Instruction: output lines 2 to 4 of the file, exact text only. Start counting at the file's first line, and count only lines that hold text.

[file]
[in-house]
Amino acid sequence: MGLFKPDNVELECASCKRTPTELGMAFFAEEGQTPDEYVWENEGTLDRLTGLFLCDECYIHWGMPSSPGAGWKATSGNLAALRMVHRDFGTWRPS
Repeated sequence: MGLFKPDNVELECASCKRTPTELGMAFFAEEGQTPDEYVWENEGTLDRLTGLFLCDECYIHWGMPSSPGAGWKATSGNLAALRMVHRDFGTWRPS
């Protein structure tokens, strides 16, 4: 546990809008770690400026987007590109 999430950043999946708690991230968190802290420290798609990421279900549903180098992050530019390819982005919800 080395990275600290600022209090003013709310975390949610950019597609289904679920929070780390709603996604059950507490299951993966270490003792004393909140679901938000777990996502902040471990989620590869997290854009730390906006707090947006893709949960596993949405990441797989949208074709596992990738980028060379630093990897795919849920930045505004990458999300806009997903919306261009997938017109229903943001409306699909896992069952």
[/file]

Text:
Amino acid sequence: MGLFKPDNVELECASCKRTPTELGMAFFAEEGQTPDEYVWENEGTLDRLTGLFLCDECYIHWGMPSSPGAGWKATSGNLAALRMVHRDFGTWRPS
Repeated sequence: MGLFKPDNVELECASCKRTPTELGMAFFAEEGQTPDEYVWENEGTLDRLTGLFLCDECYIHWGMPSSPGAGWKATSGNLAALRMVHRDFGTWRPS
């Protein structure tokens, strides 16, 4: 546990809008770690400026987007590109 999430950043999946708690991230968190802290420290798609990421279900549903180098992050530019390819982005919800 080395990275600290600022209090003013709310975390949610950019597609289904679920929070780390709603996604059950507490299951993966270490003792004393909140679901938000777990996502902040471990989620590869997290854009730390906006707090947006893709949960596993949405990441797989949208074709596992990738980028060379630093990897795919849920930045505004990458999300806009997903919306261009997938017109229903943001409306699909896992069952």